All About Curtains

For years I have saved clippings of my favourite looks in curtains or drapes and have carried them around in a binder in my car so that it’s easy to show clients what I’m designing when it comes time to discuss curtains.  I love drapery, they instantly add softness and vertical height to a room, not to mention changes the feeling. I mentioned it here when my living room curtains went up. It’s hard to convey in a post though, it’s something you instantly feel when you are in the space.

I have wanted to post my favourite headers and treatments for a while. This way they are virtual and even easier to view on-line. Please forgive the lack of sources on some, they are clippings I’ve had forever, also I photographed them because I haven’t figured out how to work my scanner so they’re not perfect.  I’m starting with a header I specify a lot, it’s called a pasha pleat or ‘top-pinched pleat’.

A regular ‘pinched pleat’ is usually 4” (below), pinching it at the top (see the one on the right between the bracket and the finial?  That’s exactly what it looks like) makes it look more contemporary. These drapes come with hooks from the work-room and they are hung on rings similar to this one:

By the way if you have ‘off the shelf’ curtains hung up, make sure you have one ring in between the finial and the bracket like in the above image. When you hang them yourself it’s not as obvious that you should have one on the outside of the bracket.
Interior by Samantha Pynn
Here is the traditional 4” pinched pleat.  It’s the most common pleat and you’re usually guaranteed to find it underneath a valance. If you have tall windows and a large room, a 6” pinched pleat works well. Also silk looks best in this traditional header, I would not use a top pinched pleat with it.

You can start to see why so much fabric is required.  If you measure your window (don’t forget to add length for stacking so you don’t cover up the window with fabric) you then multiply that figure by 2 1/2 or 3 divided by 54 inches (fabric width) and that is how you determine how many panels you need for any given window.  One is usually too skimpy and that’s when the curtains really scream IKEA.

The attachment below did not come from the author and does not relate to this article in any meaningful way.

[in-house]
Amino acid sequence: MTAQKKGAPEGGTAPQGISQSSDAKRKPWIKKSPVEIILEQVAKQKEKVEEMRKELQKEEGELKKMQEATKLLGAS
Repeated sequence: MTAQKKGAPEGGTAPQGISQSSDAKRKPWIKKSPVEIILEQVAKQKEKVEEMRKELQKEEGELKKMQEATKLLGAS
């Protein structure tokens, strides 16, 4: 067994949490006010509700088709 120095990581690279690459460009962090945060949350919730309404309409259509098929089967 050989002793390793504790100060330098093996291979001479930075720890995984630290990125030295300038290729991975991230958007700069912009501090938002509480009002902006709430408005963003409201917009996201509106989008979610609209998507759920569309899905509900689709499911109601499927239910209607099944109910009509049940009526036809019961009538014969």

Fullness is very important.  Custom drapery is not inexpensive, however it really transforms the look and feel of a room.

I have always loved this treatment with the sheers covering the window on top of what appears to be a window seat. Notice the hem is 6” instead of 4”. Since the hem is at eye level it’s more visually appealing.

This is an inverted pleat. Notice the effect is quite flat at the top, not suitable for just any window but here it looks terrific with the sheer roman shades. Also these drapes are stationary and used strictly for decoration.


This photo I’ve had for a long time as well, I love the soft effect of this simple roman shade with the 4” band sewn all the way around it.  Notice it’s hanging on a slim rod as well.

This is a grommet curtain. Here is the same look with grommet curtains from IKEA. I love this treatment, it’s contemporary and doesn’t require as much fullness as regular pinched pleats although the labour costs a little more because each grommet needs to be attached to the panel.